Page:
Wednesday 13 November 2019

€300m loan scheme aimed at helping to 'Brexit-proof' SMEs and agri-food

Planning ahead for Brexit: Tánaiste Simon Coveney
Planning ahead for Brexit: Tánaiste Simon Coveney
Gavin McLoughlin

Gavin McLoughlin

A new €300m loan scheme to help "Brexit-proof" the economy will be aimed at SMEs and the agri-food sector.

The scheme will provide long-term loans to businesses at what Business Minister Heather Humphreys called a "very competitive" interest rate.

It will be administered via the Strategic Banking Corporation of Ireland (SBCI), a State body which faces a race against time to get the required infrastructure in place, with the UK set to depart the EU at the end of March.

SBCI boss Nick Ashmore told the Irish Independent that the body would shortly begin a process to make funds available to financial providers.

The scheme will draw on the European Investment Bank (EIB), with the Government having to pay a premium to the EIB in order to be able to draw down the funds. Mr Ashmore said businesses needed to start planning now to be able to take advantage of it.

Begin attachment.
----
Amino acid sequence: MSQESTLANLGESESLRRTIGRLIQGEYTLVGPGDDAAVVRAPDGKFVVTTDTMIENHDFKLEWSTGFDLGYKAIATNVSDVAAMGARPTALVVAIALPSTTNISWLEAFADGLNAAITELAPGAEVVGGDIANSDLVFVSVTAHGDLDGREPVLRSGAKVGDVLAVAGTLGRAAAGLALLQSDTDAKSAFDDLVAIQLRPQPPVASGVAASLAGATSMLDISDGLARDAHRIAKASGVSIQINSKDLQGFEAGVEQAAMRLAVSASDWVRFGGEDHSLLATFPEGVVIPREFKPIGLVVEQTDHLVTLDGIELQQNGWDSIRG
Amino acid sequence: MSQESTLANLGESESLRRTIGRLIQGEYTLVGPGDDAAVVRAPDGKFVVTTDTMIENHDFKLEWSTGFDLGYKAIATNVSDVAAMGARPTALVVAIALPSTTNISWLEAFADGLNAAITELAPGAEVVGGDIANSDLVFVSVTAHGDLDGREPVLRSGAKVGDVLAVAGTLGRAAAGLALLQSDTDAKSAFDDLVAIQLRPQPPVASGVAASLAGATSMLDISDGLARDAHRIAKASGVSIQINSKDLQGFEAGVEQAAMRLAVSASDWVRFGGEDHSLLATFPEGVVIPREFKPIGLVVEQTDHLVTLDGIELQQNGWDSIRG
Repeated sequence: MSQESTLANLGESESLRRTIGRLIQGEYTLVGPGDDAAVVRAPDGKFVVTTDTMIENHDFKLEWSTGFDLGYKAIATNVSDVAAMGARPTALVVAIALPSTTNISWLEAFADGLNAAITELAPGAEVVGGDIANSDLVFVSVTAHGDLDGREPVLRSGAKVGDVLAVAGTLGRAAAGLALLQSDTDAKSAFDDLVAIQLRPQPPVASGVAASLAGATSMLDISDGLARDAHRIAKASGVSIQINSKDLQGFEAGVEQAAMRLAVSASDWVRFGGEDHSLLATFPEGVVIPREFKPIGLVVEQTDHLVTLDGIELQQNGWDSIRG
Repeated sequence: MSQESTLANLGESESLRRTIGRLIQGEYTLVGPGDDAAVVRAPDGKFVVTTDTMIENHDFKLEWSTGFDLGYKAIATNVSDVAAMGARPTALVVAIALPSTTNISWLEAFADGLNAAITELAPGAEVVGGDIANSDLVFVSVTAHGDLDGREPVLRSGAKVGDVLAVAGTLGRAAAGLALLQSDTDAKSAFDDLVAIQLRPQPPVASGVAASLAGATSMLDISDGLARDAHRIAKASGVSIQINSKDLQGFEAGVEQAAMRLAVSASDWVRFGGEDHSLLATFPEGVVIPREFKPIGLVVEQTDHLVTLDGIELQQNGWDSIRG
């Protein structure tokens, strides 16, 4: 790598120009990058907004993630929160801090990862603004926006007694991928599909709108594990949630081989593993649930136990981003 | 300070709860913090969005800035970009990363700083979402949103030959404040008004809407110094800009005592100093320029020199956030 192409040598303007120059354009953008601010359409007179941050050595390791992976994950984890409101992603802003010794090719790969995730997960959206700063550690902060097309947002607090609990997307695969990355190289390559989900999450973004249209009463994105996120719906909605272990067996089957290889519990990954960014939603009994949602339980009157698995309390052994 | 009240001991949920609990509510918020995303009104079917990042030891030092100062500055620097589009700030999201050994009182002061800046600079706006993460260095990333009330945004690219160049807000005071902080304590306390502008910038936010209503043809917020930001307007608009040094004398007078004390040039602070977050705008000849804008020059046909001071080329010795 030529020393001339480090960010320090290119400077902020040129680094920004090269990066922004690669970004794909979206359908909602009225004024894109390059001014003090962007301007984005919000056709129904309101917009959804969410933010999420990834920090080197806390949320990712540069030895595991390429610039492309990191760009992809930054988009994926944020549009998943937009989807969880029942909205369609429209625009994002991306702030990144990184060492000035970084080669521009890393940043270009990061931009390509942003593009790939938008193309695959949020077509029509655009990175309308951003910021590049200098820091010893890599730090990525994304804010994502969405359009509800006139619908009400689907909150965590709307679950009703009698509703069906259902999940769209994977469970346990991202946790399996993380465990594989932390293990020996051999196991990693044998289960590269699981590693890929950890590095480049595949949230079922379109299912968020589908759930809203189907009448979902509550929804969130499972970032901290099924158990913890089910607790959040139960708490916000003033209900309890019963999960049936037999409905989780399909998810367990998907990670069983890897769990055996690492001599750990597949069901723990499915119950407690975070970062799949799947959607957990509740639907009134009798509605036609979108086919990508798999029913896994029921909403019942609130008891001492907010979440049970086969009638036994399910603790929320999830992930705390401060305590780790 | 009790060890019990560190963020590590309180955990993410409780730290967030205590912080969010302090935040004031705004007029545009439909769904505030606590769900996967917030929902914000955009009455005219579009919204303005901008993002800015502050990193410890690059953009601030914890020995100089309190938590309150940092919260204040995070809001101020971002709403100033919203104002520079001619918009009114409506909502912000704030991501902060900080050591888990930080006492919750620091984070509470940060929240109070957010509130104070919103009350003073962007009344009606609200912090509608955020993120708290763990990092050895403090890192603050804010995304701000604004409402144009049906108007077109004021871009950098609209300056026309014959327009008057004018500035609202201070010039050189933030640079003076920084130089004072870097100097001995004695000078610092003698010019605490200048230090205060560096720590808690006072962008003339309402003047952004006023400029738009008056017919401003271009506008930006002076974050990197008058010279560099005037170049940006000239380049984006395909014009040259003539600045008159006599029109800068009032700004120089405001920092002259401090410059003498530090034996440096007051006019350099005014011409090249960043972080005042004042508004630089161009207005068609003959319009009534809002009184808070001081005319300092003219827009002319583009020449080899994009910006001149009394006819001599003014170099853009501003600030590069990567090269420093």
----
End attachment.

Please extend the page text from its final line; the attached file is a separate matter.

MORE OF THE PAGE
A similar €300m scheme to provide short-term loans - launched at the end of March - had only seen €6.5m drawn down by the end of September, but Ms Humphreys said she expects demand to increase.

Ms Humphreys said 40pc of the scheme would be earmarked for agri-food businesses. That sector is seen as particularly exposed to Brexit given the large volume of trade it does with the UK.

The new scheme comes as negotiations over the manner in which the UK will leave the EU continue.

The Budget sees funding provided for extra customs officials, veterinary inspectors, and food safety inspectors.

That is in anticipation of a need for new checks to be carried out once the UK is no longer a member of the single market and customs union.

Tánaiste Simon Coveney said the inspectors were being recruited for checks on goods travelling between the island of Ireland and Britain, rather than checks on goods travelling between the Republic of Ireland and Northern Ireland.

"We are not contingency planning for a physical Border on the island of Ireland, north-south... that's not what this funding is about."

He said the Government was not doing any contingency planning for the re-emergence of a hard Border between the North and south.

"What I think the strong likelihood in terms of outcome will be is that there will be a withdrawal treaty which will have as part of it a two-year transition period - which is necessary for companies and countries to get Brexit-ready over a period of time."

Mr Coveney said that if the UK was to leave "without a deal on anything", this would cause "carnage, particularly for Britain". However, he did not believe this would happen.

Irish Independent

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